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Darwin Correspondence Project

From A. G. Nathorst   [after August 1872]1

This paper is only my narrative to the Royal Academy of Stockholm of my researches in Skåne 1871 without any conclusions drawn from them.2 I have had no time neither to this nor to determine all the species I have found in Sweden. I believe that their number will be about 30 and I also have some seeds and mosses. These later I believe will also give a number of about 30 species. Most of them are living now in whole Scandinavia as well as on Spitsbergen, but some are arctic species, for example Hypnum ochraceum.3 For my researches in Denmark Germany and Switzerland as well as in England I will as soon as possible give an account in an English journal.4 I think that Professor Steenstrup soon will—if he not already has—publish our researches in Denmark.5

I cannot publish anything of my researches in Europe this summer before I have given my narrative to the Royal Academy of Stockholm, but I will here mention that I in the peatmasses of Mecklenburg found Betula nana in the lowest strata. In Bavaria I also found it in a peatmass 8 feet deep and on this peatmass it once had grown.6 I found it namely in a stratum that with exception of some single leaves of Betula alba7 contained only the leaves of this plant. And I also found the boughs of it in great multitude with the leaves at their sides. What is the most interesting is that one could follow this stratum as far as one wished. It had evidently once grown in great multitude on this peatmass without leaving place for a single Salix.8 The other leaves I found here were of Andromeda polifolia, Oxycoccus palustris and Myrtillus ugilinosa.9 It was on the lowland in Bavaria southerst from Munich.—

On the lowland of Switzerland I found the arctic (alpine) plants under circumstances not different from them in Sweden or Denmark. It was between Zurich and Lac Constance under a peatmass. The peat itself contained upperit leaves and fruit of Quercus, and underit Pinus silvestris.10 In the clay I found upperit Betula alba with some single leaves of Betula nana. Lower this was more common with a great number of Salices and Dryas, and on the greatest depth I also found Salix reticulata and S. polaris (according to the determination of Heer, but I think it worth of further examination).11 Also a single leaf of Azalea and Polygonum viviparum,12 with some dubious fragments. I ought perhaps to remark that the little hills around the peatmass in Switzerland, where once Dryas etc had grown were now planted with grasses.—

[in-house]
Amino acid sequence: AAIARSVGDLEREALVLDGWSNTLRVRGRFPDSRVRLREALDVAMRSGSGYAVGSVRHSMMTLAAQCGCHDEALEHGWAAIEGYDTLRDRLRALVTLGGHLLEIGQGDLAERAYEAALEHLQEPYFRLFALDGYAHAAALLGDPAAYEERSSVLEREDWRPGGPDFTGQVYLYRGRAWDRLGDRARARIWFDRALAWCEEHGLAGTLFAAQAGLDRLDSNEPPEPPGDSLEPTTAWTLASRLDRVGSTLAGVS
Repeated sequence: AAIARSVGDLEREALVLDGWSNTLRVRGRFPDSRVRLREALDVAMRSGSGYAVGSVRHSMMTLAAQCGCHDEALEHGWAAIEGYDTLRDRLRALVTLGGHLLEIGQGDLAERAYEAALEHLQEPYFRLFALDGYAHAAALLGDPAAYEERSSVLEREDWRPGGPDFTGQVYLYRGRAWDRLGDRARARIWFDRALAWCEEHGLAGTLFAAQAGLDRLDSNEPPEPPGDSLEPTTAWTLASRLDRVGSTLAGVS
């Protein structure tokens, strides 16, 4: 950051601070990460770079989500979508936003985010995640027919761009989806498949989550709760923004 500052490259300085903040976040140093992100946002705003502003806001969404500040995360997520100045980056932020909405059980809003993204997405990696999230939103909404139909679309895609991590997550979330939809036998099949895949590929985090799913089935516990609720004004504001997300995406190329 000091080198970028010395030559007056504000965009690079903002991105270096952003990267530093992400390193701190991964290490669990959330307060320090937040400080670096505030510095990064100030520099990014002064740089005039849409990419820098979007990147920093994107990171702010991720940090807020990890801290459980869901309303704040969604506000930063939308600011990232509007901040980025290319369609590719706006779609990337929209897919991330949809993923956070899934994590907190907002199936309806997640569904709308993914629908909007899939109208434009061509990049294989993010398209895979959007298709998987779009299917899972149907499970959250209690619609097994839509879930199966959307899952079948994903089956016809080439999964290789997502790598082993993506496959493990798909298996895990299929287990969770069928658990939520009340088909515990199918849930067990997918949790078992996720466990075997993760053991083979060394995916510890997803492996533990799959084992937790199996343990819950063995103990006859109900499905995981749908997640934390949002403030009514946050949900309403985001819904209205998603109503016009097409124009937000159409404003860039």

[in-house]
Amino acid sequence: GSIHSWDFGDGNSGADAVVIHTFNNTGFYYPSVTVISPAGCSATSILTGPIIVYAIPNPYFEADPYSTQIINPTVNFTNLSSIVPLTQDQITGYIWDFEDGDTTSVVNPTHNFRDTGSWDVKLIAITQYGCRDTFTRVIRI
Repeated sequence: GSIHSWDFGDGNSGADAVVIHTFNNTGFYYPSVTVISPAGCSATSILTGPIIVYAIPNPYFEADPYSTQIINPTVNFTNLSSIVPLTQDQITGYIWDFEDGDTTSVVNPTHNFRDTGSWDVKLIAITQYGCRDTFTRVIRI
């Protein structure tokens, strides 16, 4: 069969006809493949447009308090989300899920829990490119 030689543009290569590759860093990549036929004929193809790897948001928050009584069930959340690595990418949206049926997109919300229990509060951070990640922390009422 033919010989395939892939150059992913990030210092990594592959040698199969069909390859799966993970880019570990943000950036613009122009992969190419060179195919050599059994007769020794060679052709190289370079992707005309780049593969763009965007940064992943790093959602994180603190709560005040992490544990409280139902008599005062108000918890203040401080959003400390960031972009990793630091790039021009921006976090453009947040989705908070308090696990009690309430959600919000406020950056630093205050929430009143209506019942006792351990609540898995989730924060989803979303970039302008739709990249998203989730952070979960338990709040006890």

At Bovey Tracey in Devonshire I found Betula nana very common on a new locality, which also contained leaves of Betula alba, three different Salices Calluna, Potamageton, seeds.13 Most interesting was that I here also found three flowers of Arctostaphylos Uva Ursi—14


The date is established by the reference to Nathorst’s research in Mecklenburg, which was carried out in the summer of 1872 (Nathorst 1873, p. 227).
Nathorst’s paper on Arctic plant beds in the freshwater aquifers of Scania appeared in the Öfversigt af Kongl. Vetenskaps-Akademiens Förhandlingar (Nathorst 1872). It was communicated to the Swedish Royal Academy on 14 February 1872.
Hypnum ochraceum is now Hygrohyphum ochraceum.
Nathorst’s paper on post-glacial Arctic plants appeared in the Journal of Botany (Nathorst 1873). His findings were based on research carried out between 1870 and the summer of 1872.
Japetus Steenstrup did not publish on Danish Arctic plant beds, but Nathorst discussed their findings in a later article (Nathorst 1892).
Nathorst discovered leaves of Betula nana (dwarf birch) near Oertzenhof in Mecklenburg and at Kolbermoor in southern Bavaria (Nathorst 1892, p. 274).
Betula alba is the white birch.
Salix is the genus of willows.
Andromeda polifolia is bog-rosemary; Oxycoccus palustris (now Vaccinium oxycoccos) is the small cranberry; Myrtillus uliginosa (now Vaccinium uliginosum) is the bog bilberry.
Quercus is the genus of oaks; Pinus sylvestris is the Scots pine (‘silvestris’ was a misspelling). Nathorst evidently refers to the uppermost (‘upperit’) and undermost (‘underit’) layers of peat.
Dryas is a genus of dwarf herbaceous plants of the rose family. Salix reticulata is the net-leaved willow; S. polaris is the polar willow. Nathorst refers to Oswald Heer.
Polygonum viviparum is alpine bistort.
Calluna is a monospecific genus of heather. Potamogeton is the genus of pondweed.
Arctostaphylos uva-ursi is bearberry.


Discusses the research for his paper on Arctic plant beds in the freshwater aquifers of Scania (Nathorst 1872).

Letter details

Letter no.
Alfred Gabriel Nathorst
Charles Robert Darwin
Source of text
CUL, DAR Pamphlet Collection G779

Please cite as

Darwin Correspondence Project, “Letter no. 8213F,” accessed on 16 September 2019,

Also published in The Correspondence of Charles Darwin, vol. 20